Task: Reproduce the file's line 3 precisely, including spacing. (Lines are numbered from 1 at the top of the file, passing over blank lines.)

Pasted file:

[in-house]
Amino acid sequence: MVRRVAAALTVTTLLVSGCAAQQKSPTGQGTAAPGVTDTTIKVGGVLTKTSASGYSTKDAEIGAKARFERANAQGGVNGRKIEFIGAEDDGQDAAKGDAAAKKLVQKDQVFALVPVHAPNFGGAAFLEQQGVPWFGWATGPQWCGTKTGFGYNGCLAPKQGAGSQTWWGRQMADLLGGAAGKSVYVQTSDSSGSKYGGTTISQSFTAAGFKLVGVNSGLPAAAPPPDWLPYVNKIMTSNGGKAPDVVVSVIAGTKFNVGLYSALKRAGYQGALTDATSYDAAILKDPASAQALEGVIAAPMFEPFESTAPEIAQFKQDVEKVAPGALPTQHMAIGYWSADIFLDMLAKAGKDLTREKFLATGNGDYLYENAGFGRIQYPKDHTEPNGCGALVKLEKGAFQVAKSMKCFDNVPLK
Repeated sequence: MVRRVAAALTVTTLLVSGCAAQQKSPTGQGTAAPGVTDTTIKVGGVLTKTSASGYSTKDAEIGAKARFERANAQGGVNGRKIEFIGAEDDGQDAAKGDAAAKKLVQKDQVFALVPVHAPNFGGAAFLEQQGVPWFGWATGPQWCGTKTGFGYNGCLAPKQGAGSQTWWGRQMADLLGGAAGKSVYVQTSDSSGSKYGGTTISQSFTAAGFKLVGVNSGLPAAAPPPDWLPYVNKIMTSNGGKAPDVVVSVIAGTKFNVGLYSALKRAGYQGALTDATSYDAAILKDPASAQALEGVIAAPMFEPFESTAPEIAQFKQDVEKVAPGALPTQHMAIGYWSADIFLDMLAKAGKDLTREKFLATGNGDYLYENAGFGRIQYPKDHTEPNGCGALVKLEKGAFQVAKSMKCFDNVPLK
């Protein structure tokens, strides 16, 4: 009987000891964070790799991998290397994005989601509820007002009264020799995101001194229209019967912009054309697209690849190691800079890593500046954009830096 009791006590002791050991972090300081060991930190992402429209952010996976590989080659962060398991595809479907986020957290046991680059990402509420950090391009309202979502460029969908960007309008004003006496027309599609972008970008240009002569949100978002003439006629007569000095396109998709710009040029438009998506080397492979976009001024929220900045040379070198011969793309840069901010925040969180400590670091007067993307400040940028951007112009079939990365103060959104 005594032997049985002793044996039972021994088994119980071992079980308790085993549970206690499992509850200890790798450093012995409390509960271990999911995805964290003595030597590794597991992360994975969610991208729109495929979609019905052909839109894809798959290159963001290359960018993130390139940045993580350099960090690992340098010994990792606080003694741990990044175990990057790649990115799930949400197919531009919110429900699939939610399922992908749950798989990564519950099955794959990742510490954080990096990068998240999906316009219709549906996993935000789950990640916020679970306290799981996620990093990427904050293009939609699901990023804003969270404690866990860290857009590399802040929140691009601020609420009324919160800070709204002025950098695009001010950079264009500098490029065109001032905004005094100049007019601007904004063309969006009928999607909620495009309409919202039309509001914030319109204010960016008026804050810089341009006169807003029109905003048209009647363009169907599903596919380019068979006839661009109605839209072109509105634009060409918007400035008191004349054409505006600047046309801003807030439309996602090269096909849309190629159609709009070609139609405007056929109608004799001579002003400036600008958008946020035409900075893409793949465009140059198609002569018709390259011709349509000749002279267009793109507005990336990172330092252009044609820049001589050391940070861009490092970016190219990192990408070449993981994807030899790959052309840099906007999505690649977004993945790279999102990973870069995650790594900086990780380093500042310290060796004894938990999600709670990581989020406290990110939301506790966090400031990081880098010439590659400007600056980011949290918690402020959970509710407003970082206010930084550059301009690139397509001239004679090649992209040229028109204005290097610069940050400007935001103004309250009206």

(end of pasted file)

Repeated sequence: MVRRVAAALTVTTLLVSGCAAQQKSPTGQGTAAPGVTDTTIKVGGVLTKTSASGYSTKDAEIGAKARFERANAQGGVNGRKIEFIGAEDDGQDAAKGDAAAKKLVQKDQVFALVPVHAPNFGGAAFLEQQGVPWFGWATGPQWCGTKTGFGYNGCLAPKQGAGSQTWWGRQMADLLGGAAGKSVYVQTSDSSGSKYGGTTISQSFTAAGFKLVGVNSGLPAAAPPPDWLPYVNKIMTSNGGKAPDVVVSVIAGTKFNVGLYSALKRAGYQGALTDATSYDAAILKDPASAQALEGVIAAPMFEPFESTAPEIAQFKQDVEKVAPGALPTQHMAIGYWSADIFLDMLAKAGKDLTREKFLATGNGDYLYENAGFGRIQYPKDHTEPNGCGALVKLEKGAFQVAKSMKCFDNVPLK